W3C announces web-tracking privacy protection group

Google, Opera do not back Do Not Track


The World Wide Web Consortium (W3C) has announced the creation of a Tracking Protection Working Group to address online privacy concerns, but the task of getting all the players to agree on what standards should be adopted could yet be a sticking point.

It said the group had ambitious plans to publish standards as early as mid-2012.

The first meeting of the collective takes place on 21-22 September.

"Our task here is to deliver a set of standards that enables individuals to express their preferences and choices about online tracking, and enables transparency concerning online tracking activities for users and the public alike," said the W3C in a blog post yesterday.

"Mechanisms that enable the enforcement of these preferences will be another important element of the work. At the same time, many business models on the web as we know it rely heavily on advertising revenue."

The group noted that data watchdogs in Europe and the US were asking online publishers and advertisers to agree on a so-called Do-Not-Track standard.

Microsoft and Mozilla have already been working on what some might consider to be "technical solutions" to the problem many netizens have with being tracked by ad outfits online.

The W3C said that Microsoft and Mozilla's proposals would provide the basis for the group's work.

However, as is so often the case with establishing standards industry-wide, not everyone agrees on the Do-Not-Track mechanism that's already available, for example, in Mozilla's Firefox 6 browser.

Google and Opera Software don't support DNT.

"A critical element of the group's success will be broad-based participation: we look forward to having browser vendors, search engines, advertising networks, regulators, civil society actors, and many other interested parties involved in the work that we'll do," said the W3C.

The Tracking Protection collective has taken on a pair of "industry-sponsored co-chairs" to lead the group.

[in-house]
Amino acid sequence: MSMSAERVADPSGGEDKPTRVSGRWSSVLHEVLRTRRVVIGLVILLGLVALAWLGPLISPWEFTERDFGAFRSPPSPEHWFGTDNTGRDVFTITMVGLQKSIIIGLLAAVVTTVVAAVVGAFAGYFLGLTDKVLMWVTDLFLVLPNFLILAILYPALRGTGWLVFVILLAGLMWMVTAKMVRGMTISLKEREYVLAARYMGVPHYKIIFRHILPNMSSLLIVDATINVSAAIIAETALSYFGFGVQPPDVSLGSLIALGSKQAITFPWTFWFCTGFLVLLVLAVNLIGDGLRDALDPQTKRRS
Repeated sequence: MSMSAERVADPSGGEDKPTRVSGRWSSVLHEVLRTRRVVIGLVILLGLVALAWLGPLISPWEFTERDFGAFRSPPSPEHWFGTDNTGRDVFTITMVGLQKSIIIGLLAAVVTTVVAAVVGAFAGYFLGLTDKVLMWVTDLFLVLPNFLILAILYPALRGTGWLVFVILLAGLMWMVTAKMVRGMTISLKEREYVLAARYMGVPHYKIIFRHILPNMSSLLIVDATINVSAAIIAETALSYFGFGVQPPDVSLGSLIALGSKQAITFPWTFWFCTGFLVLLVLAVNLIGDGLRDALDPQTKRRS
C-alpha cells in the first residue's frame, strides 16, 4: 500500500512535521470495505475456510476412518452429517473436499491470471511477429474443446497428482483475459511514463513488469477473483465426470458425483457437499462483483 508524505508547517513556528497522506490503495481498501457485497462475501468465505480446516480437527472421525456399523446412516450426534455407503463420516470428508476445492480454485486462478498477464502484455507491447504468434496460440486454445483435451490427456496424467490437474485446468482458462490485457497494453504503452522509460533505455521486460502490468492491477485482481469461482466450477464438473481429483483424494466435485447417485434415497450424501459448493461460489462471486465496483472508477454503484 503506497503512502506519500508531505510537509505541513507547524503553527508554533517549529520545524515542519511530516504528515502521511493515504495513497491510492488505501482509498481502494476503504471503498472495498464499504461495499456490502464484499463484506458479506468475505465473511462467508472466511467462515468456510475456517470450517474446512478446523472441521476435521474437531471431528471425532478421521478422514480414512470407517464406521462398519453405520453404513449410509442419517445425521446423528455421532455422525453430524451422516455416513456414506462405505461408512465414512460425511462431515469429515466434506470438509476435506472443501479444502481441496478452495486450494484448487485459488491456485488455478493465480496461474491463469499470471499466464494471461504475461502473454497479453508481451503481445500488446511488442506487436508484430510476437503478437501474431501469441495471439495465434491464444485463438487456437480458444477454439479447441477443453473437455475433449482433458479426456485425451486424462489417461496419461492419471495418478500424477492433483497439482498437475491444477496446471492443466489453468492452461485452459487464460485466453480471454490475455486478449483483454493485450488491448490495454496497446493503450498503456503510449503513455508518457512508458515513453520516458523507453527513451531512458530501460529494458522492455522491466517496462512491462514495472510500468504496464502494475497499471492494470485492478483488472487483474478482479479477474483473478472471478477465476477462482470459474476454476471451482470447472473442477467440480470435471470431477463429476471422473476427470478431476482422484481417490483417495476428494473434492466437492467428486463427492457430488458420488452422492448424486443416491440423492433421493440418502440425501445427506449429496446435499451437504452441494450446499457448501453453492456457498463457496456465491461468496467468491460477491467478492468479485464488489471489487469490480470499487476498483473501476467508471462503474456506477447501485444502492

It said that Aleecia M McDonald, who recently joined Mozilla as senior privacy researcher, had signed up to the task.

However, the other chair remains anonymous for now. ®

Similar topics


Other stories you might like

  • There’s a wave of ransomware coming down the pipeline. What can you do about it?

    AI can help. Here’s how…

    Sponsored The Colonial Pipeline attack earlier this year showed just how devastating a ransomware attack is when it is targeted at critical infrastructure.

    It also illustrated how traditional security techniques are increasingly struggling to keep pace with determined cyber attackers, whether their aim is exfiltrating data, extorting organisations, or simply causing chaos. Or, indeed an unpleasant combination of all three.

    So, what are your options? More people looking for more flaws isn’t going to be enough – there simply aren’t enough skilled people, there are too many bugs, and there are way too many attackers. So, it’s clear that smart cyber defenders need to be supplemented by even smarter technology incorporating AI. You can learn what this looks like by checking out this upcoming Regcast, “Securing Critical Infrastructure from Cyber-attack” on October 28 at 5pm.

    Continue reading
  • Ransomware criminals have feelings too: BlackMatter abuse caused crims to shut down negotiation portal

    Or so says infsec outfit Emsisoft

    Hurling online abuse at ransomware gangs may have contributed to a hardline policy of dumping victims' data online, according to counter-ransomware company Emsisoft.

    Earlier this month, the Conti ransomware gang declared it would publish victims' data and break off ransom negotiations if anyone other than "respected journalist and researcher personalities" [sic] dared publish snippets of ransomware negotiations, amid a general hardening of attitudes among ransomware gangs.

    Typically these conversation snippets make it into the public domain because curious people log into ransomware negotiation portals hosted by the criminals. The BlackMatter (aka DarkSide) gang's portal credentials (detailed in a ransom note) became exposed to the wider world, however, and the resulting wave of furious abuse hurled at the crims prompted them to pull up the virtual drawbridge.

    Continue reading
  • Windows XP@20: From the killer of ME to banging out patches for yet another vulnerability

    When NT and 9x became one

    Feature It was on this very day, 20 years ago, that Microsoft released Windows XP to General Availability.

    Regarded by some as the cockroach of the computing world, in part due to its refusal to die despite the best efforts of Microsoft, XP found its way into the hands of customers on 25 October 2001 and sought to undo the mess wrought upon the public by 2000's Windows Millennium Edition (ME). While ME used the Windows 9x kernel, XP was built on the Windows NT kernel, formerly aimed at the business market and a good deal more stable.

    It also upped the hardware requirements on its preceding consumer OS. Where ME recommended 64MB of memory, XP wanted at least 128MB. And although masochists could run ME on a VGA screen, XP insisted on a minimum of SVGA. It all seems rather quaint now, but could be a painful jump back in the day.

    Continue reading

Biting the hand that feeds IT © 1998–2021